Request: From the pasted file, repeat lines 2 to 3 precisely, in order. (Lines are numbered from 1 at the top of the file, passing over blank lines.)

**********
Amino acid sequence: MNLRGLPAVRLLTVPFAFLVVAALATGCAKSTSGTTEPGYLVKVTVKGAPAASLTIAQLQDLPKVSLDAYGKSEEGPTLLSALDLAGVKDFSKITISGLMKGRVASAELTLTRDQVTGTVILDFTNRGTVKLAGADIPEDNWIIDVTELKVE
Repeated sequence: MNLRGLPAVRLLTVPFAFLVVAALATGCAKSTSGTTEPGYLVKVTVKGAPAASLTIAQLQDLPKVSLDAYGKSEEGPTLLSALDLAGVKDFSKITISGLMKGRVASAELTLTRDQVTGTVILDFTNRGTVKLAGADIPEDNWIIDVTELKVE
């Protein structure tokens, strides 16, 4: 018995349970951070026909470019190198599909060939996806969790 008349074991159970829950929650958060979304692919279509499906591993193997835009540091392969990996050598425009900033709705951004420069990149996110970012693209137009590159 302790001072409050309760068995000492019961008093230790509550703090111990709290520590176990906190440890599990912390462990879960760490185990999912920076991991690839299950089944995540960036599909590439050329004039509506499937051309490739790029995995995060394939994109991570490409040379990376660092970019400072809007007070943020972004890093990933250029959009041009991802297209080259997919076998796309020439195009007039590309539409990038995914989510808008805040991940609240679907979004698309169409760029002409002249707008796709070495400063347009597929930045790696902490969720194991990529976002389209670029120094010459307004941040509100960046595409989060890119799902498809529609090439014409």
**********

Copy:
Repeated sequence: MNLRGLPAVRLLTVPFAFLVVAALATGCAKSTSGTTEPGYLVKVTVKGAPAASLTIAQLQDLPKVSLDAYGKSEEGPTLLSALDLAGVKDFSKITISGLMKGRVASAELTLTRDQVTGTVILDFTNRGTVKLAGADIPEDNWIIDVTELKVE
């Protein structure tokens, strides 16, 4: 018995349970951070026909470019190198599909060939996806969790 008349074991159970829950929650958060979304692919279509499906591993193997835009540091392969990996050598425009900033709705951004420069990149996110970012693209137009590159 302790001072409050309760068995000492019961008093230790509550703090111990709290520590176990906190440890599990912390462990879960760490185990999912920076991991690839299950089944995540960036599909590439050329004039509506499937051309490739790029995995995060394939994109991570490409040379990376660092970019400072809007007070943020972004890093990933250029959009041009991802297209080259997919076998796309020439195009007039590309539409990038995914989510808008805040991940609240679907979004698309169409760029002409002249707008796709070495400063347009597929930045790696902490969720194991990529976002389209670029120094010459307004941040509100960046595409989060890119799902498809529609090439014409």